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Franklin County Legislature voices Second Amendment concerns

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MALONE - The NY SAFE Act has officially garnered disapproval from the Franklin County Legislature.

The legislature unanimously passed a resolution Thursday voicing its opposition to portions of the New York Secure Ammunition and Firearms Enforcement (SAFE) Act of 2013 that local lawmakers say “infringe upon the right of the people to keep and bear arms” in the the U.S. Constitution’s Second Amendment.

It adds that the state Legislature should have hearings on the matter to allow for public input, and copies of the resolution will be sent on to state and federal officials including President Barack Obama, Vice President Joe Biden, state Assemblywoman Janet Duprey, R-115th District, and state Sen. Betty Little, R-45th District.

The resolution states that the SAFE Act limits citizens’ rights to own guns, is seen as “extremely controversial” by New York residents and “effectively turns countless New York state law-abiding gun owners into criminals.”

However, the resolution does not discuss what specific aspects of the SAFE Act the legislators are opposed to, which they said could come through amendments at a later date.

“I definitely ... want more added to this,” said Legislator Gordon Crossman, D-Malone.

While some of the legislators considered holding off on passing the resolution, others believed it was key to take action during the meeting.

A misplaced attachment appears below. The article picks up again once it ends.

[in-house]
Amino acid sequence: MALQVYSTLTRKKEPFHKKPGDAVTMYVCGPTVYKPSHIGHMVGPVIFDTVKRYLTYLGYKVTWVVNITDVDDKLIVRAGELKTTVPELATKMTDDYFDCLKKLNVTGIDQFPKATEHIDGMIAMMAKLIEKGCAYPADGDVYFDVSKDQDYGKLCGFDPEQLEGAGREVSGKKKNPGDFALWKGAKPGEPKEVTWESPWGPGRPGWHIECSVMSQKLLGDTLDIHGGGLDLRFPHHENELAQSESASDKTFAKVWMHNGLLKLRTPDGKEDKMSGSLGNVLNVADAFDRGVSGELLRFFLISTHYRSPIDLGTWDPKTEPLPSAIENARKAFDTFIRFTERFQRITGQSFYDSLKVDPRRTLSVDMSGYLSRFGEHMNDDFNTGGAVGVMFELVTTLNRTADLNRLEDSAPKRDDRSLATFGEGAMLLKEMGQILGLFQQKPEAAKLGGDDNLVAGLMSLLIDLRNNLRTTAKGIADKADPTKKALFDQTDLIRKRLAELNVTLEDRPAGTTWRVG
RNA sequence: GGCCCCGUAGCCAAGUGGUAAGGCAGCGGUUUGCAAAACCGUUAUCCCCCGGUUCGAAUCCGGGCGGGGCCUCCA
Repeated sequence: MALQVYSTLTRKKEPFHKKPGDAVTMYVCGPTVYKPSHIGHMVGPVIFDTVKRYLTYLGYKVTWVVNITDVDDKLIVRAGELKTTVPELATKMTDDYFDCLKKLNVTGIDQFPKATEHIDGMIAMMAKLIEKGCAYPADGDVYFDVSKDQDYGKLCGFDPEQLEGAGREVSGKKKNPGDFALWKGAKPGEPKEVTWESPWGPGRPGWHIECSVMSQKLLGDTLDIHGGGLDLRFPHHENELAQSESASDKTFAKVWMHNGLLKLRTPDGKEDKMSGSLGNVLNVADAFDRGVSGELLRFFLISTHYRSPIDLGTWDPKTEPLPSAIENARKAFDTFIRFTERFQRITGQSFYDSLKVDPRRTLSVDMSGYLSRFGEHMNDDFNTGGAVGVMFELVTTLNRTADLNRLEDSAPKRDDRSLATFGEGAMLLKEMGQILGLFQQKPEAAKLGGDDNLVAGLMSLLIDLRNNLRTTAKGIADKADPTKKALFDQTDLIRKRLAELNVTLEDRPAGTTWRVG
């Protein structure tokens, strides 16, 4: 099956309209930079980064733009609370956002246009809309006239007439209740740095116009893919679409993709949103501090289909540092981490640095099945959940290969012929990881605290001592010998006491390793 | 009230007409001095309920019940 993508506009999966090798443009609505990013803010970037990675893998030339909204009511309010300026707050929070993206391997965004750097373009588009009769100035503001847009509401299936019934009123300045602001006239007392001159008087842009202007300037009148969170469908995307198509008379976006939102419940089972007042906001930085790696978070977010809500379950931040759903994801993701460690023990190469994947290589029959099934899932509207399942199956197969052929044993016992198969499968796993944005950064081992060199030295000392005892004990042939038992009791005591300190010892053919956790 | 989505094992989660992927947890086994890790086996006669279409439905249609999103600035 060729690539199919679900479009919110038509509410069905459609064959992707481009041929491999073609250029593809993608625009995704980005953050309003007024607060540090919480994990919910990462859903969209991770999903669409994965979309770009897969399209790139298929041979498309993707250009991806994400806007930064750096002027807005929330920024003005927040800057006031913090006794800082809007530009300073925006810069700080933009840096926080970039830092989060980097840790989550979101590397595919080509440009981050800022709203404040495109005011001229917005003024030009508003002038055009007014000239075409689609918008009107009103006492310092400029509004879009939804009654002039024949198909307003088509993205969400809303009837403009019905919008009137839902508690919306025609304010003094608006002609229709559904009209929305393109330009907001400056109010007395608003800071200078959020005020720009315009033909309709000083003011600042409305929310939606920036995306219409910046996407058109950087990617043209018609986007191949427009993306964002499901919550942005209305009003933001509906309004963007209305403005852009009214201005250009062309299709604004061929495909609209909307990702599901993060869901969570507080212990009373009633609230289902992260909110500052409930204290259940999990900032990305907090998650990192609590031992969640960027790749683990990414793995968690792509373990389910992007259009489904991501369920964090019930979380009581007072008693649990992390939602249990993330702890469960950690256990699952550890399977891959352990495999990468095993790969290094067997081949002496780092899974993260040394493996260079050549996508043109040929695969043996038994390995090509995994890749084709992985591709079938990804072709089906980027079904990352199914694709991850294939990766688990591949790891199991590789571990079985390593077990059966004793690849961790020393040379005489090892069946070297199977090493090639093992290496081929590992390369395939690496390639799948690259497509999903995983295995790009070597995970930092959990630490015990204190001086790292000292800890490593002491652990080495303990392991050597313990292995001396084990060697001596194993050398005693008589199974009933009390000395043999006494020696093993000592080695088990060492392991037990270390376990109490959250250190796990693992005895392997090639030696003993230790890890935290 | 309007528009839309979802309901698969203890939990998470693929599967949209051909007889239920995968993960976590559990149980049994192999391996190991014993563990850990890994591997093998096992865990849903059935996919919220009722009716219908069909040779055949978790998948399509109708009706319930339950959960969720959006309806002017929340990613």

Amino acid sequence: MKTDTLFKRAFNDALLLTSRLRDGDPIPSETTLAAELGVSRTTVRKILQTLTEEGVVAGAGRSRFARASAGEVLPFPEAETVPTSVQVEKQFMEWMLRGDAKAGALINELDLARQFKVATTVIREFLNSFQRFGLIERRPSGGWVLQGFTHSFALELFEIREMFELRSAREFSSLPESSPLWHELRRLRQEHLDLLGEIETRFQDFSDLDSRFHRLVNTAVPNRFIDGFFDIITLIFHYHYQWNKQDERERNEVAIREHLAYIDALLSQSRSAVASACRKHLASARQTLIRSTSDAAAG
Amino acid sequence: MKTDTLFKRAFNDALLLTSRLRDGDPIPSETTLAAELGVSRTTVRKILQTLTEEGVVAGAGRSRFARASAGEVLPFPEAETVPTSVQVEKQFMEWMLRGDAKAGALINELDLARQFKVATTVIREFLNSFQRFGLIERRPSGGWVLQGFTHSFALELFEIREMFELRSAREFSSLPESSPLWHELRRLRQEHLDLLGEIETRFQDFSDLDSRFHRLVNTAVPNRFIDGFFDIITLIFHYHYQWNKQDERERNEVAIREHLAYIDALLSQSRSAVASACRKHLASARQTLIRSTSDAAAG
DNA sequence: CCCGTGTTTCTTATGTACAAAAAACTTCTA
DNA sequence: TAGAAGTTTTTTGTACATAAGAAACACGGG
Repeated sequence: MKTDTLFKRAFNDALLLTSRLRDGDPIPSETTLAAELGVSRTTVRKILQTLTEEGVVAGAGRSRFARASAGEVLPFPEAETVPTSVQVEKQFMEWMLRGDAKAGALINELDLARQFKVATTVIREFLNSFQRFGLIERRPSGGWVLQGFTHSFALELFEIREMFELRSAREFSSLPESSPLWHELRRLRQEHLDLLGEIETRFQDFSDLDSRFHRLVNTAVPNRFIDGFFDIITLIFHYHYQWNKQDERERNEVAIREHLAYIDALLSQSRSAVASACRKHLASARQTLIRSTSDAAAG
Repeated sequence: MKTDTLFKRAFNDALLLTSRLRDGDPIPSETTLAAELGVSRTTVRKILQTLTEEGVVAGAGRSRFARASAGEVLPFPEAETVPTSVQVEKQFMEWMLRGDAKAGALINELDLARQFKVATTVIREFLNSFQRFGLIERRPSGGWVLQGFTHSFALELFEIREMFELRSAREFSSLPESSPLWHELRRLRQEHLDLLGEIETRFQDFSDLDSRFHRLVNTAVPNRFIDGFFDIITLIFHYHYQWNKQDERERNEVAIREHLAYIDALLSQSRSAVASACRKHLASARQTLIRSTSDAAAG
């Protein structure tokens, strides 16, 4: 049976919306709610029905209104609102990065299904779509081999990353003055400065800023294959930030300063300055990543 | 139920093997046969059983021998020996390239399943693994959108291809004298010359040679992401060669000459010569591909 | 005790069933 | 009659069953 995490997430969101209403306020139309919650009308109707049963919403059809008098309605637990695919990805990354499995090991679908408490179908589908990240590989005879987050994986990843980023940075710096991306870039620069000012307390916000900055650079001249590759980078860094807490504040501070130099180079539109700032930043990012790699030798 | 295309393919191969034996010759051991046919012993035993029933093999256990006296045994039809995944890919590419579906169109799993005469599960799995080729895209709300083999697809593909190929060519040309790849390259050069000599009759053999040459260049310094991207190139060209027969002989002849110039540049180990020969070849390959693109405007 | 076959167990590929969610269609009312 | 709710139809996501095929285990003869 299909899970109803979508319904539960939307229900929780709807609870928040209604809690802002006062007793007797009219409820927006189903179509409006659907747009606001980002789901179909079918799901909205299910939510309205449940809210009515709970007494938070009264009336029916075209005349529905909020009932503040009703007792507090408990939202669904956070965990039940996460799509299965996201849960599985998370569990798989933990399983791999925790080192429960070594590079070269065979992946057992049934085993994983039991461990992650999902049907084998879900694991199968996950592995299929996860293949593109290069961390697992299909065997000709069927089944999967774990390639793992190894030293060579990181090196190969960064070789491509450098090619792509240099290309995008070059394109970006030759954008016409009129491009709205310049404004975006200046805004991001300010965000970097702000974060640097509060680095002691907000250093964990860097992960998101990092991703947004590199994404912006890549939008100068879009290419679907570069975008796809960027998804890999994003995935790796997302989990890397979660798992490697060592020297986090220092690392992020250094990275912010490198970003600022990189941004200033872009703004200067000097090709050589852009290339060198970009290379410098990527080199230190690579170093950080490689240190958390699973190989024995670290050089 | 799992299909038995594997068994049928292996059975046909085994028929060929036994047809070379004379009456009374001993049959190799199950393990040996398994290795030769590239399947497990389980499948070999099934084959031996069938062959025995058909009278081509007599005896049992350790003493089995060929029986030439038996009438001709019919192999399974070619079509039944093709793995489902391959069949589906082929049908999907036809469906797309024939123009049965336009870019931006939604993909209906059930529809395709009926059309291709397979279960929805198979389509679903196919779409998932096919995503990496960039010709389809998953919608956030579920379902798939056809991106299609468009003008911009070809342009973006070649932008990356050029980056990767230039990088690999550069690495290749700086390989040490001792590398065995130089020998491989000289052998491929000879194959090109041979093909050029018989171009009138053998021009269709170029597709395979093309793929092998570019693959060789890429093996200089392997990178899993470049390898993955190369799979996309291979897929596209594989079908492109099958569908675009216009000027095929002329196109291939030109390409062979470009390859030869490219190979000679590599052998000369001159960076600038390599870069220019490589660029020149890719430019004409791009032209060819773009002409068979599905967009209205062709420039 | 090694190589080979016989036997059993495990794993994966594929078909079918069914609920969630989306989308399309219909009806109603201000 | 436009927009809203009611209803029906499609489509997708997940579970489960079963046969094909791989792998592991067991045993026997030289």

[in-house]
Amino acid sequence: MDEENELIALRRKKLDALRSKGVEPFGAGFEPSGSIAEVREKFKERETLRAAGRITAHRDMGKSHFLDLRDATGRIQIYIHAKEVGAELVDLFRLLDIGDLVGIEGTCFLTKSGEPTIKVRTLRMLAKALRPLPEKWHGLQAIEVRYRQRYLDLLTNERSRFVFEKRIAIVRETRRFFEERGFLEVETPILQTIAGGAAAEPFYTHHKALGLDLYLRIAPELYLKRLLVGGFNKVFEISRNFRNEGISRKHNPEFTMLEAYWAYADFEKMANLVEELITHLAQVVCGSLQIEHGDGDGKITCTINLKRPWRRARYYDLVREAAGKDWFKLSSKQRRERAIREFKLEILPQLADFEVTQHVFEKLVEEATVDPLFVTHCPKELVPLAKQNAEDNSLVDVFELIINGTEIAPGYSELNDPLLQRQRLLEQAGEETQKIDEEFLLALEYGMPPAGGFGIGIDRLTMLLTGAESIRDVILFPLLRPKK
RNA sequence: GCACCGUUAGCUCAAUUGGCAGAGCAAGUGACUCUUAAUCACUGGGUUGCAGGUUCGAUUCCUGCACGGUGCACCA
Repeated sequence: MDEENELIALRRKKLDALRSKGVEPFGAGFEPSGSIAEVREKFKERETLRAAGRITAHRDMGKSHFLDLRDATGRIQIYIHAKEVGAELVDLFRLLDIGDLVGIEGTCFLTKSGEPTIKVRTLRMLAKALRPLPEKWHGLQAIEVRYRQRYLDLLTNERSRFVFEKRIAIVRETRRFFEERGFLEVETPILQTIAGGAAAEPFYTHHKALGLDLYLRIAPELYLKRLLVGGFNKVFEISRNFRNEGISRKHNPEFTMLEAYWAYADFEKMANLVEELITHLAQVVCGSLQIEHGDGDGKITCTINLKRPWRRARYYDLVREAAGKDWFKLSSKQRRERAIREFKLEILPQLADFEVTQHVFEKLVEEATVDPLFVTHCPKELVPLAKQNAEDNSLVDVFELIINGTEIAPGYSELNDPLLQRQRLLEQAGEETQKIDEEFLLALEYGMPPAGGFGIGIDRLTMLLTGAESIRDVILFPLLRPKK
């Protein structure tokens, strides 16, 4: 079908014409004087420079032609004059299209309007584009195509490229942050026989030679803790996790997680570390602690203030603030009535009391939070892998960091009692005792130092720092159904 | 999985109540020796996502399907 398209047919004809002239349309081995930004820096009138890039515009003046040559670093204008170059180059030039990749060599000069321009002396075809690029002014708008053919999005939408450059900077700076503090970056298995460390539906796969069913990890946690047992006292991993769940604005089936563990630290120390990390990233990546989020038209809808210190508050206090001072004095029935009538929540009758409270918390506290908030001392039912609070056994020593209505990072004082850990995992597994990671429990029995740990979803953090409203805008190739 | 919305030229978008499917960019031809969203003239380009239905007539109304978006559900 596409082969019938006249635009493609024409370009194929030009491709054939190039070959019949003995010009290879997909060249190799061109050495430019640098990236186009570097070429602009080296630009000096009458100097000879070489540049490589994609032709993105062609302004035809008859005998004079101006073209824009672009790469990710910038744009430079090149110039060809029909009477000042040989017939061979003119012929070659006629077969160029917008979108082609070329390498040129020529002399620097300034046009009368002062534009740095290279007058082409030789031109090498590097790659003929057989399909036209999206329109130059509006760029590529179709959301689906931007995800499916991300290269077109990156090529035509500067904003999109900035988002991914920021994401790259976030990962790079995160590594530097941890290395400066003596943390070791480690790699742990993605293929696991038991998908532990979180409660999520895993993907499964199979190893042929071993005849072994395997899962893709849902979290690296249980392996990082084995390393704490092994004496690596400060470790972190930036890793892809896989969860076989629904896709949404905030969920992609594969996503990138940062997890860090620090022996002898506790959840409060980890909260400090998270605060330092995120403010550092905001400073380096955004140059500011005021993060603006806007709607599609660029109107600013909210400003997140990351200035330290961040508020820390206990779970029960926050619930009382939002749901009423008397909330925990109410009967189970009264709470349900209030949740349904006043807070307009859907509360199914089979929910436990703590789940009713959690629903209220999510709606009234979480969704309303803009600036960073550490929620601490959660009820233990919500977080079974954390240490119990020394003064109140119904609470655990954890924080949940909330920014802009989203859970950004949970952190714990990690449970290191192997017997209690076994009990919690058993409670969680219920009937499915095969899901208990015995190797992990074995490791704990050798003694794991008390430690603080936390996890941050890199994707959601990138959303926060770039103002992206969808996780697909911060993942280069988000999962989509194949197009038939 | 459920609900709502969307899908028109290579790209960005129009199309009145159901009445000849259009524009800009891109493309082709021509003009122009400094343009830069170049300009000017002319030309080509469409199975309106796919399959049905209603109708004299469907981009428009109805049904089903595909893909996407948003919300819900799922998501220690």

“If you want to go through and put specific things in there, that’s fine, but we need to come out with something,” said Board Chairman Billy Jones, D-Chateaugay.

Other legislators agreed, noting that they have been receiving phone calls and email from constituents wondering why the board hadn’t taken action yet.

“I think they want us to make a decision,” said Legislator Tim Smith, D-Fort Covington.

Several people in the audience also voiced their opinions on the act.

“This is a constitutional issue,” said Ed Martin of Franklin, a former corrections officer. “It was shoved down our throats by the people in power in Albany. ... There’s a lot of us that feel the same why I do.”

Legislators had discussed their opposition to the act during a work session before the call to order at their last regular meeting on Feb. 21, at which time they met with several county officials, including Sheriff Kevin Mulverhill and Deputy County Clerk Kip Cassavaw.

Mr. Cassavaw said that since the act was implemented it has caused a great deal more work for his office since more people are changing what’s on their pistol permits or applying for a Freedom of Information Law (FOIL) exemption so their names won’t appear on a list of gun holders accessible to the public.

Mr. Mulverhill presented the legislators with a copy of the New York State Sheriffs’ Association, Inc.’s response to the act, which was sent to Governor Andrew Cuomo’s office on Jan. 24.

The sheriffs supported six aspects of the act, including the FOIL exemption requests and how anyone who kills an emergency responder will be charged with first-degree or aggravated murder and won’t be eligible for parole, a more severe penalties than in the past.

Eight aspects of the act the sheriffs didn’t agree with include the ban on assault weapons, the mandatory pistol permit renewal every five years, and how assault weapons already owned must be re-registered every five years as well.

While an official resolution has been passed, the county is scheduled to hold two public forums on the act, one each in the northern and southern ends of the county.

The first is scheduled for 6 to 9 p.m. March 14 at the Malone Middle School.

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